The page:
Roth: That's what my lab, among other labs, is currently trying to understand, as you can imagine, not everyone wants to, you know, even though they're afflicted with depression, not everybody would want to take a psychedelic trip to, you know, potentially remove their depression. And as well, there are a number of reasons why people can't take psychedelic drugs. So, for instance, if you have a first-degree relative with schizophrenia or some other serious psychiatric illnesses, then it's recommended that you not take psilocybin for the chance that it may cause an underlying propensity to schizophrenia to be manifested.

And certainly, you know, if we could have a medication that you didn't have to spend all day in a room listening to music with two guides, you know, if you could just basically take the pill at night and the next day you were fine, that would be more suitable to the vast majority of people. And so what my lab is trying to do is we're investigating how these drugs work at really the very basic level atomic and molecular level. We have clues that there may be ways that the drugs work that we can harness that are not psychedelic but might be therapeutic. So that's the idea that we're currently testing.

Terry: I want to go back to something you said just a moment ago about people who are taking doses of these drugs and they're sitting in a room and listening to music while they have these sort of psychedelic trips. And what kind of music do they listen to?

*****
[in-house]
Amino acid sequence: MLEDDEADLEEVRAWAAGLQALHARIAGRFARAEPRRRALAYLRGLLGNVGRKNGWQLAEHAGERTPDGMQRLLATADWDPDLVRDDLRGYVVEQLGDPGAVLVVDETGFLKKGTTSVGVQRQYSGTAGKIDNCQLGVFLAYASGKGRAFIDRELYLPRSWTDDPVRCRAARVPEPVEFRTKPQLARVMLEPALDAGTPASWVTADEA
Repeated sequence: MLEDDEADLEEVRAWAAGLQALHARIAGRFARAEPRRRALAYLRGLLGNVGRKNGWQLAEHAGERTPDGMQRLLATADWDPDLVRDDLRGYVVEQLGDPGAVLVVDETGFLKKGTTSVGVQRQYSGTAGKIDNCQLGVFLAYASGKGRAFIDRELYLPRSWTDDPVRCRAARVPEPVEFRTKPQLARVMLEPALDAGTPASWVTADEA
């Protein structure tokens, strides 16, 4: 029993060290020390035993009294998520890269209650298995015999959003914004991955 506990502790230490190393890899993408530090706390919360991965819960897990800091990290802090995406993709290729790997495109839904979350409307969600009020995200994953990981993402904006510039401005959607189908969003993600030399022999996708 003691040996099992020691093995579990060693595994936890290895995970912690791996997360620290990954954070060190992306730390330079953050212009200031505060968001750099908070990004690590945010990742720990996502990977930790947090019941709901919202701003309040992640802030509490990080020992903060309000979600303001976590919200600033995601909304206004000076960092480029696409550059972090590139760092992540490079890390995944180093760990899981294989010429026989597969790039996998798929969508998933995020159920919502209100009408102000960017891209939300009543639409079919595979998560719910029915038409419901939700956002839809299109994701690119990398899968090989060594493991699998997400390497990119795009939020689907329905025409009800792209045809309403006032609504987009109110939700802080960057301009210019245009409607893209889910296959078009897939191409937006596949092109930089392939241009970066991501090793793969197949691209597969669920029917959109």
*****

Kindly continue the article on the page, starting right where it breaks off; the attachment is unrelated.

Roth: It's mainly classical music. The groups that do this have put together sort of a lineup of classical, spiritual music to help people guide. They found it to be optimal.

Terry: What are the legal questions raised with all this because psychedelic drugs are illegal in this country?

Roth: Yeah, so that's a great question. So it turns out that psychedelic drugs are in a class called Schedule I, which means that they have no recognized medical utility. And by definition, you know, let's assume the FDA approves them as medications for depression, anxiety, post-traumatic stress disorder and so on. By virtue of that ruling by the FDA, they now are considered to have a medical use, and they're no longer Schedule I. And so what that means is that they would be in a lower schedule. They could be prescribed by licensed physicians and other licensed health care providers legally.

Terry: What's something that you found in your research with all this that has surprised you?

Roth: So I've been studying psychedelic drugs and psychoactive drugs since the early '80s, basically, so I've had a longstanding interest in this area. The most unexpected things actually have been the clinical trials which have shown these really dramatic and unprecedented effects of psychedelics on, you know, illnesses that are very, very difficult to treat. And this is something I don't think anyone ever suspected. You know, it's really amazing that these drugs have, you know, potentially have this effect. And we're trying to understand how that might be so that we can ultimately create safer and more, even more effective medications.

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Marshall came to WFAE after graduating from Appalachian State University, where he worked at the campus radio station and earned a degree in communication. Outside of radio, he loves listening to music and going to see bands - preferably in small, dingy clubs.